A Pembrokeshire airman, who was shot down over Belgium during World War 2, has enjoyed an emotional reunion with a former member of his crew.
Pilot John Evans, who was born in Goodwick, was visited by his former bomb aimer, Bill Robertson, who travelled from Canada for the meeting.
The two men are the last of the crew of a Halifax bomber which was set alight by a German night-fighter on the night of May 12/13, 1944.
They had been taking part on a raid on the railway marshalling yards at Hasselt.
The whole crew parachuted to safety. Both John and Bill were able to make contact with the local resistance.
“We were kept together for a while, then taken to separate safe houses and did not know anything about each other until after the war,” said John, who is now 95.
Many of the people who helped John and Bill were later arrested by the Gestapo. Both met up with those who survived after the war.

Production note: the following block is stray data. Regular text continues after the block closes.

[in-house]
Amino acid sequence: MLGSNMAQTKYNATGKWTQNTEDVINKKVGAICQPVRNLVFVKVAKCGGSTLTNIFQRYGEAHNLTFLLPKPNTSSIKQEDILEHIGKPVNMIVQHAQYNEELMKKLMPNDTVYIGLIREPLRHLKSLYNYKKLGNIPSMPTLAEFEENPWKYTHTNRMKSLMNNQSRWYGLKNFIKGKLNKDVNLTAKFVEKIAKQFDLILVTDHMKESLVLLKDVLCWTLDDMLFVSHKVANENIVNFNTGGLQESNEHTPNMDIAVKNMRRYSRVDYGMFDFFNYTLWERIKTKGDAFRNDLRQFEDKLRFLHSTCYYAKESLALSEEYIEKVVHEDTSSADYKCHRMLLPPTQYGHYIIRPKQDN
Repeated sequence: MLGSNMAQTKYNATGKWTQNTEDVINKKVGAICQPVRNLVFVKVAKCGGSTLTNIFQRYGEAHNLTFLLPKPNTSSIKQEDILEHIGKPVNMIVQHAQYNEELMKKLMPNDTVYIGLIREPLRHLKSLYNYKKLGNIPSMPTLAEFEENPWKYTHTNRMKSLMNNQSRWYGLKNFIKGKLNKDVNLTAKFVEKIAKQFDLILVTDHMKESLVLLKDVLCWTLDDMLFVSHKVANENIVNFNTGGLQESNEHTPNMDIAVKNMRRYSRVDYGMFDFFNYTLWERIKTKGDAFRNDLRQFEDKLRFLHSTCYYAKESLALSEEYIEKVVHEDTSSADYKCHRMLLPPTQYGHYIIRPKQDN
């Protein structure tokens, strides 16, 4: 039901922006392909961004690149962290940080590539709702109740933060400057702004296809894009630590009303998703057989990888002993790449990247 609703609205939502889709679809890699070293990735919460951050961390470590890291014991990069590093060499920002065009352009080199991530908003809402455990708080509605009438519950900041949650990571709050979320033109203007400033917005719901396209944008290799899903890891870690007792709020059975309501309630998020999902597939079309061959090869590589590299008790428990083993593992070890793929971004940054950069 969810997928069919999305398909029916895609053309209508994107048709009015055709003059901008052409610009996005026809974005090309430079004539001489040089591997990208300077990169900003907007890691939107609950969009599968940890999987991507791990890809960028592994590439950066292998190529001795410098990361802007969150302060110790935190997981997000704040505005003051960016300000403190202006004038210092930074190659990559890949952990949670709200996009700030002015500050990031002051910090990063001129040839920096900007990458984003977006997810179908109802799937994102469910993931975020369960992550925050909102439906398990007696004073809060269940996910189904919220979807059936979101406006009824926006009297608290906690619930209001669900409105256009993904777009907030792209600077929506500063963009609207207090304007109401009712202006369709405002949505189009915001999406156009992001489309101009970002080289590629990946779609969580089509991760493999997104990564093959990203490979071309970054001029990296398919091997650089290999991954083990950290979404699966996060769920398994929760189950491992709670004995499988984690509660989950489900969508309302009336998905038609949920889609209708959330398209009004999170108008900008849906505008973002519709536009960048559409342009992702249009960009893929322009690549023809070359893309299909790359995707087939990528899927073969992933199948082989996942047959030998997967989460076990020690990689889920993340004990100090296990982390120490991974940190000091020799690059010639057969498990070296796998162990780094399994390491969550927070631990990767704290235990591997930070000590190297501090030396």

“The people who helped us took the most tremendous risks,” said Bill, 93. “For themselves and for their families.”
Both men were hidden until September 1944 when they were liberated by the advancing American forces.
On saying goodbye to John, Bill said: “This may be the last time we see each other. But, who knows, we didn’t think we would have this meeting.”
The men met in Calverton, near Nottingham, where John now lives near his daughter, Judy.
He still has a number of relatives in Pembrokeshire, including his brother-in-law Tom Morris, a retired police sergeant from Cardigan Road, Haverfordwest, and his niece Georgina Youngs, of Fishguard.
On his trip to Europe, Bill also met John’s brother, Doug, who lives in Surrey and was himself a bomber pilot during World War 2.
Bill then travelled to Hasselt where local historians have laid a memorial stone where the men’s Halifax bomber crashed.
* The book ‘Airman Missing’ which told John’s story is currently out of print but is planned for it to be released as an e-book later this year.